Conures are very intelligent and extremely popular around the world as companion birds. Conures are sometimes referred to as “clowns” because of the way they sway back and forth in a dancing motion, hang upside down, and always demand attention! They also have a reputation for being very boisterous and often, very loud. Conures do have the ability to learn to talk and learn tricks.
“Conure” is a generic term that is used to classify a diverse group of parrots that have similar physical traits. It is not a specific scientific grouping of parrots.
There are many different species of conures that are classified into several genera. They come in a rainbow of color combinations and vary significantly in weight and size. The smallest conure is the Painted Conure, which is 9″ in length. The largest conure is the Patagonian Conure that can be up to 18″ in range.
A conure’s beak is usually short and broad and either black or horn-colored. They have slender bodies and depending on the species; their tapered tails may be short or long! Sometimes it is possible to tell the males from the females by the male’s wider eye-ring.
Origin and History
Conures originate from the Earth’s Western Hemisphere, throughout Central and South America. Some species even found in the Caribbean Islands and Mexico.
The conure’s habitat is very diverse, depending on the species. Habitat can vary from lowlands and woodlands to farmlands (where conures may be considered pests to crops). Some species of conures can be found in Pantanal regions, which are the world’s most extensive tropical wetlands in Brazil.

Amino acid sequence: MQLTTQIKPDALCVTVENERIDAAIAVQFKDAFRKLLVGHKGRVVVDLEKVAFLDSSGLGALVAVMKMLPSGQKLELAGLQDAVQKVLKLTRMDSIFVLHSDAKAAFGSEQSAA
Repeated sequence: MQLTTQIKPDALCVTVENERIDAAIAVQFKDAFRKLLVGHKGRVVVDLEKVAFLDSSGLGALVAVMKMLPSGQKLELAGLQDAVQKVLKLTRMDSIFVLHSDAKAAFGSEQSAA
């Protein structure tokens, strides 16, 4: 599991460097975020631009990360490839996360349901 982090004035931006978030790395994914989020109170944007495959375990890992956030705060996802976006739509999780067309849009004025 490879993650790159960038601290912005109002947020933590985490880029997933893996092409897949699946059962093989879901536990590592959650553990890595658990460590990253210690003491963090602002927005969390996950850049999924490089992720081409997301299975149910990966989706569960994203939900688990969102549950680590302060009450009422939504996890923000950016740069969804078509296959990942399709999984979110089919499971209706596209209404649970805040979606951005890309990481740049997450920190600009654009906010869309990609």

There are even feral populations of Nandays in the United States. Wild flocks have been found in Florida and Southern California.
In the wild, conures are very social and can be found in flocks of twenty birds or more. They stay in touch with each other with their loud vocalizations.
Most conures make their nests in tree holes. However, several species prefer to burrow holes into arboreal termite mounds, and others build their nests in rock crevices in cliffs.
A conure’s diet will contain the standard wild parrot fare: grass seeds, berries, nuts, flowers, buds, fruits, insects and grains.
Many of the conure species, including Crimson-bellied Conure, Green-Cheeked Conure, Maroon-bellied Conures, Blue-throated Conure, Nanday Conure, Golden Conure, Sun Conure, Jenday Conure, Green-Cheeked Conure,
Life Span: 20 – 30 yrs.
Length: 10 – 18″ (25 – 45 cm)
Weight: 2 – 10 oz. (60 – 270 grams)
Personality & Behavior
Conures can be very playful, very cuddly and, at times, very loud. A conure is more inclined to be curious and bold instead of shy and cautious. Conures are active and busy birds that need plenty of toys and other forms of enrichment to keep them happily occupied throughout the day. A conure can make a great family pet because of its playful and outgoing personality. In a family situation, children should be taught how to respectively interact with the conure, including proper handling and not forcing interaction. A conure loves to be where its people are or on them; even going so far as to climb under their owner’s shirt, head poking out of the collar, during cuddle time. Some conures will dance back and forth, and might even mimic its person’s movements. Conures can also be taught to perform tricks on cue if trained using positive enforcement.
Speech & Sound
A conure’s signature sound is a high-pitched screech, which is often emitted when the bird is excited, startled, and when it wants attention. Many owners make the mistake of inadvertently reinforcing a conure’s screech by running over to the cage or otherwise giving the bird direct care whenever it begins to screech. Conures are capable of talking and, although their vocabularies are not as extensive as that of other parrot species, they can learn to speak a few words and phrases.